AIGA Poster Designed by Corey McPherson Nash. Enlarge.
When this poster for the upcoming American Institute of Graphic Arts conference in Boston arrived in the mail this past week, I immediately thought, oh, another map of cyberspace. It has that pseudo-internet-in-space look, after all. Designed by Corey McPherson Nash, this typographic cacophony allows selected tidbits of language to emerge from the ether: "listen," "experiment," "inspire," "change," "discuss," "create." As a poster for AIGA, it's promoting buzzwords with DESIGN as the organizing conceit.
But it's also an image that suggests other things: fluidity of language, mutation and transformation, media saturation, random noise, virtual chaos, layered clutter. If you went deeper into space, layering even more words on top of words, the colors would ultimately dissolve into blackness. If every word were a sound, you'd just hear a hazy, constant din. Mostly, it's an allusion to chaos, to our perception that cyberspace is cluttered with bits, to an anxiety that there is so much "out there" that it's incomprehensible.
This is in stark contrast to the modernist fantasy of designer Muriel Cooper from her days at the Visual Language Workshop at the MIT Media Lab where language was information that could be dynamically organized within a rational 3-dimensional space. (An example of her influence is this Intel commercial by Imaginary Forces and Mark Zurolo.) This tradition is also evident in some of the more recent work of David Small and Lisa Strausfeld.
Of course, it is the internet that has changed our perception of space, precisely because the sheer volume of interconnectivity is beyond our imagination, whether it be language-based, data-based, or community-based. Add black holes and photographs of asteroidal moons around Jupiter, and our world seems increasingly expansive. Yet, if we cannot map it, how can we understand it?
Poster Designer: Unknown. © 03.04 firstname.lastname@example.org. Enlarge.
Imagine mapping the endless and repetitive paths of your computer's mouse for a single week every click, every fetch, every drag. It's a map of one activity drawn over a defined period of time a mouse that traveled 5.47893 miles in a single week. Every graphite line fragment signifies the gathering of some bit of information, a connection to a friend, the highlighting of a textual phrase to erase plus the implied risk, after this distance traveled, of Repetitive Strain Injury. This drawing happened at a desk somewhere, but the context being mapped is elsewhere. It's a map that captures a piece of the puzzle, but only a sliver.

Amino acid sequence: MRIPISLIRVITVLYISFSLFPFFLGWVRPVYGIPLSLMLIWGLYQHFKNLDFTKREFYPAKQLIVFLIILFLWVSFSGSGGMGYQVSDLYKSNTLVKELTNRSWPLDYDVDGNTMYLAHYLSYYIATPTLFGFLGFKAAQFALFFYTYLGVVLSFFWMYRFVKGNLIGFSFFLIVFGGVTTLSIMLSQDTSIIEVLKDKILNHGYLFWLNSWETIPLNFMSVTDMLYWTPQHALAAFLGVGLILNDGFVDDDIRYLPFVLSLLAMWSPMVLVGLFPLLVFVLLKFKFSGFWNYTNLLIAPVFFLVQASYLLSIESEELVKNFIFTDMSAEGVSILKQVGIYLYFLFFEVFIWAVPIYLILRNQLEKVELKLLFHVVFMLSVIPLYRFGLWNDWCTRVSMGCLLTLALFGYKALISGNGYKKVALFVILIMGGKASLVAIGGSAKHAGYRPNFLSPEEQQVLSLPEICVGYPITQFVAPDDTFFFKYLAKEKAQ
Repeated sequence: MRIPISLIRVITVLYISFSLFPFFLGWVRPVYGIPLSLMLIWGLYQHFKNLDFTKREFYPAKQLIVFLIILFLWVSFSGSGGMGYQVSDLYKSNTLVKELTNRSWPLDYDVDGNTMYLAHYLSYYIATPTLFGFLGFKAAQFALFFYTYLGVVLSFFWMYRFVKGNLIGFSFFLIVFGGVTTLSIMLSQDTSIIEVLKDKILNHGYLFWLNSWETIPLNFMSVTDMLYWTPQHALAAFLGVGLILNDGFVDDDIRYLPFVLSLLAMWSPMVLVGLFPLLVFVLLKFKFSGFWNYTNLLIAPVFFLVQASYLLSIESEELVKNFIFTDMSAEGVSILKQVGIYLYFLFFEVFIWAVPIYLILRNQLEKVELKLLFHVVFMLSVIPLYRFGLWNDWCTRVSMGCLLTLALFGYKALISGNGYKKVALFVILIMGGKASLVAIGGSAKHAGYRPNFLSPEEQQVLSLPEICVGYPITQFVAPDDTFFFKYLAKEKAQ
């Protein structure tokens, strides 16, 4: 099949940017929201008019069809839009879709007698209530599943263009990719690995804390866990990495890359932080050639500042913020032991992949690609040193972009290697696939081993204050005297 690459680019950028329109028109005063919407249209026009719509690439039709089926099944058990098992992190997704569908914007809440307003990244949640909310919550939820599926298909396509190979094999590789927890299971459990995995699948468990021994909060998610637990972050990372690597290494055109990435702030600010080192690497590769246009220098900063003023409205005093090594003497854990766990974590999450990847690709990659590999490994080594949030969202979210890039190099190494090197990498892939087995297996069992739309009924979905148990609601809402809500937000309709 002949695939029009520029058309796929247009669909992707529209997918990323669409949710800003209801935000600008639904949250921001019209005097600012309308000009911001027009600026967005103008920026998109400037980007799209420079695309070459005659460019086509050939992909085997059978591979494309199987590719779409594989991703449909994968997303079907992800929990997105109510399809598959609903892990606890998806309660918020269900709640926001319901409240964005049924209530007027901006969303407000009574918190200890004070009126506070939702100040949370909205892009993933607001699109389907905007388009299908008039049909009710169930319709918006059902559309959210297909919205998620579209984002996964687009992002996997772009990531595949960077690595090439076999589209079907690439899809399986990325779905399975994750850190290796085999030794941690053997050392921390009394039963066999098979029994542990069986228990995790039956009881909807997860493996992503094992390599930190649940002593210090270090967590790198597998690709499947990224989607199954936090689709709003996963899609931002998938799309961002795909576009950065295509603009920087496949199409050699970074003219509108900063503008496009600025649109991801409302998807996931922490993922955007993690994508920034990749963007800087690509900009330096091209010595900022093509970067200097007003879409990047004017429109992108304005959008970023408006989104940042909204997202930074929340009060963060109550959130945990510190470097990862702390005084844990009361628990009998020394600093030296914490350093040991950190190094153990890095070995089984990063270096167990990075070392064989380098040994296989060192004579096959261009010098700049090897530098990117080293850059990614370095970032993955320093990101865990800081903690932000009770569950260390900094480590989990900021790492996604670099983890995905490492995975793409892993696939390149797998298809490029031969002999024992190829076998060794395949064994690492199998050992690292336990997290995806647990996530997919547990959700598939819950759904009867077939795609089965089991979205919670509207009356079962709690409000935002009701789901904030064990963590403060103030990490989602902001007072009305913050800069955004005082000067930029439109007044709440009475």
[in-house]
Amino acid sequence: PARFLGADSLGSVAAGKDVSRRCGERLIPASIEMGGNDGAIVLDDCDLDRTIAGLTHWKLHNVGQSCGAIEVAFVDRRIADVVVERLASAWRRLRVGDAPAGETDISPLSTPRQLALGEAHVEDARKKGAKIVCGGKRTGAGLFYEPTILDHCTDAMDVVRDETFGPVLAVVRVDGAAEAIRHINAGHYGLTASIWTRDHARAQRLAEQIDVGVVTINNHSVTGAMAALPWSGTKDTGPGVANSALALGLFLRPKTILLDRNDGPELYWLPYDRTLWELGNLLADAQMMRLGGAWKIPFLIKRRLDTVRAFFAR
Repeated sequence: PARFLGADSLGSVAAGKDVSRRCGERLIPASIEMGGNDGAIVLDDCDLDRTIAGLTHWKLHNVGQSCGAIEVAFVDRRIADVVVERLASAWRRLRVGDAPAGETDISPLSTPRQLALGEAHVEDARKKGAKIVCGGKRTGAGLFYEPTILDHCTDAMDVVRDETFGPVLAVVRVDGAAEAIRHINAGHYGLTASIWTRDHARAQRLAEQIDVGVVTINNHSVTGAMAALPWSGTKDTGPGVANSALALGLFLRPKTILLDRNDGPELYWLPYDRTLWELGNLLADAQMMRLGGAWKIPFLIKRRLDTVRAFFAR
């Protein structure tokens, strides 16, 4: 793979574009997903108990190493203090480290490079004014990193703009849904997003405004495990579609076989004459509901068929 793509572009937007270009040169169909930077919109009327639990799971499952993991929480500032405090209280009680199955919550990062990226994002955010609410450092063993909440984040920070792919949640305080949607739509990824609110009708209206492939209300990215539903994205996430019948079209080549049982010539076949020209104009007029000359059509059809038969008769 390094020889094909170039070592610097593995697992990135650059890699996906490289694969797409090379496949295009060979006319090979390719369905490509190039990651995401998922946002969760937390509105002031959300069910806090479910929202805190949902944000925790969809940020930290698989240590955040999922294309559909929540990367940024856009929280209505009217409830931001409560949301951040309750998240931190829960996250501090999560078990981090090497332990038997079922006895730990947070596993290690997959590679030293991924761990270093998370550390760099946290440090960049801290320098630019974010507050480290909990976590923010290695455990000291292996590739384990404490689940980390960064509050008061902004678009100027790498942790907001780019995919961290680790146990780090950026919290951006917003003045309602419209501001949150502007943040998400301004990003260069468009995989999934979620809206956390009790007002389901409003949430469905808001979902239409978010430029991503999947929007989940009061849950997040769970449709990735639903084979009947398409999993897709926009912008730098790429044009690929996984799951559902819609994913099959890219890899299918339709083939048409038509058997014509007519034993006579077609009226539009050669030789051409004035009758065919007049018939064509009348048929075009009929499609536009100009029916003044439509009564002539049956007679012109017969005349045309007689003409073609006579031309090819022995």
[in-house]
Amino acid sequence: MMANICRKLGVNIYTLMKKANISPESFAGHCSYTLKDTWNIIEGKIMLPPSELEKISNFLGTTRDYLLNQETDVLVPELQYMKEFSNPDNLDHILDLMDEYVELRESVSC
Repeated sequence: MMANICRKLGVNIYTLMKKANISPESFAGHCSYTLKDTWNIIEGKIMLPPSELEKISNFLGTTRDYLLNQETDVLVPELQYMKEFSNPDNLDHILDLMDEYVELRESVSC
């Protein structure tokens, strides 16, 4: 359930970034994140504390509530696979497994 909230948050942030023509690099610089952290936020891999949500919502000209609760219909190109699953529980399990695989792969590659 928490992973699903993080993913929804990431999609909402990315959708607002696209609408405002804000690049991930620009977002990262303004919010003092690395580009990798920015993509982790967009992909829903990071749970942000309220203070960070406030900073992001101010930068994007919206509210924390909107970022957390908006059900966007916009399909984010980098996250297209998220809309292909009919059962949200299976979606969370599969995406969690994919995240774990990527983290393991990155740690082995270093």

CAIDA Internet Topology, April 21-May 8, 2003. Enlarge.
Of course, there are more literal maps of the internet. CAIDA, the Cooperative Association for Internet Data Analysis, pictures "a robust, scalable global Internet infrastructure, visualizing internet topology at a macroscopic scale. When the Internet was in its infancy, monitoring traffic was relatively simple. However, after experiencing phenomenal growth in the 1990's, tracking connectivity has become a daunting task. CAIDA researchers attempted to strip away lesser-connected autonomous systems in order to find out how Internet connectivity is distributed among ISPs. The May 2003 CAIDA map graphs 1,134,634 IP addresses and 2,434,073 IP links, probing approximately 865,000 destinations spread across 76,000 (62% of the total) globally routable network prefixes." Trackable over time, the CAIDA map treats the internet as a worldview, much like astronomers have historically forced celestial events into worldly circular forms. (See Johann Elert Bode, Projection on the Plane of the Ecliptic of the Parabolic Orbits of 72 Comets, 1802).
More recently there have been numerous online attempts at mapping content in real time. The SmartMoney Map of the Market is a quantitatively-generated representation of the market's sectors, along with individual stocks within each sector presented in Mondrian-like patterns. Marcos Wescamp's Newsmap shows stories in the news, derived from the Google News news aggregator, by presenting a treemap visualization of "the underlying patterns in news reporting across cultures and within news segments in constant change around the globe." Buzztracker, created by Craig Mod and Chin Music Press, is a dynamic map of where news is occuring software that "visualizes frequencies and relationships between locations in the Google world news directory."